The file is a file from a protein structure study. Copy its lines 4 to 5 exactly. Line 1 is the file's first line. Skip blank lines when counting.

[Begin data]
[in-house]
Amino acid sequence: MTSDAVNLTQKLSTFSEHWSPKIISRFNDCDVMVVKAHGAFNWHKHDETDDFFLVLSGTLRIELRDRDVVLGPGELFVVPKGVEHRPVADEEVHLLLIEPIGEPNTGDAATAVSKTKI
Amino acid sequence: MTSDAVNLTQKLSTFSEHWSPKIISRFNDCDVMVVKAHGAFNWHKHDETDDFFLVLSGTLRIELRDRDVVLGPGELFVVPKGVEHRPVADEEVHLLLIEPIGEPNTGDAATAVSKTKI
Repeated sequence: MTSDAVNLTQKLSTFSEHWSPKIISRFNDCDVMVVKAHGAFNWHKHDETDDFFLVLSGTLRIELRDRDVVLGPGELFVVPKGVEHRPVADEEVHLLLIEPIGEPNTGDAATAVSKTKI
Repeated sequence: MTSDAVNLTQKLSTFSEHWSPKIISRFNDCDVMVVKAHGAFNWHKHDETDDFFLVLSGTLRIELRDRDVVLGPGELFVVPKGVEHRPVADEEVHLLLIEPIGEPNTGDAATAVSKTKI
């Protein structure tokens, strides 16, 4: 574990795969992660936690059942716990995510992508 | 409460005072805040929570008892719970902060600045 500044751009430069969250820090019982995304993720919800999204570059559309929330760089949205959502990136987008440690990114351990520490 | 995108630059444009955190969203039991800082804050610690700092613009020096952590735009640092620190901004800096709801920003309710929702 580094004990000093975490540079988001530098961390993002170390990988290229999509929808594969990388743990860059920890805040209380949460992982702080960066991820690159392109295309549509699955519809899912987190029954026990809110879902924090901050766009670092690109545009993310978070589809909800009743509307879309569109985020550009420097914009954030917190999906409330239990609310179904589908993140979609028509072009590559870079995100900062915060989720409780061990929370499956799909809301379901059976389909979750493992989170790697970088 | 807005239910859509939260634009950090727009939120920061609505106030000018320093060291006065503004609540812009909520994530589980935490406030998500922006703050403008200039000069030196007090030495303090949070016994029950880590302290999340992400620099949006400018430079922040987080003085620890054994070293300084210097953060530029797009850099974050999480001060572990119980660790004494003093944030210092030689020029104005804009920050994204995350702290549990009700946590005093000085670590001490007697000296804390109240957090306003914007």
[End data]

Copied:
Repeated sequence: MTSDAVNLTQKLSTFSEHWSPKIISRFNDCDVMVVKAHGAFNWHKHDETDDFFLVLSGTLRIELRDRDVVLGPGELFVVPKGVEHRPVADEEVHLLLIEPIGEPNTGDAATAVSKTKI
Repeated sequence: MTSDAVNLTQKLSTFSEHWSPKIISRFNDCDVMVVKAHGAFNWHKHDETDDFFLVLSGTLRIELRDRDVVLGPGELFVVPKGVEHRPVADEEVHLLLIEPIGEPNTGDAATAVSKTKI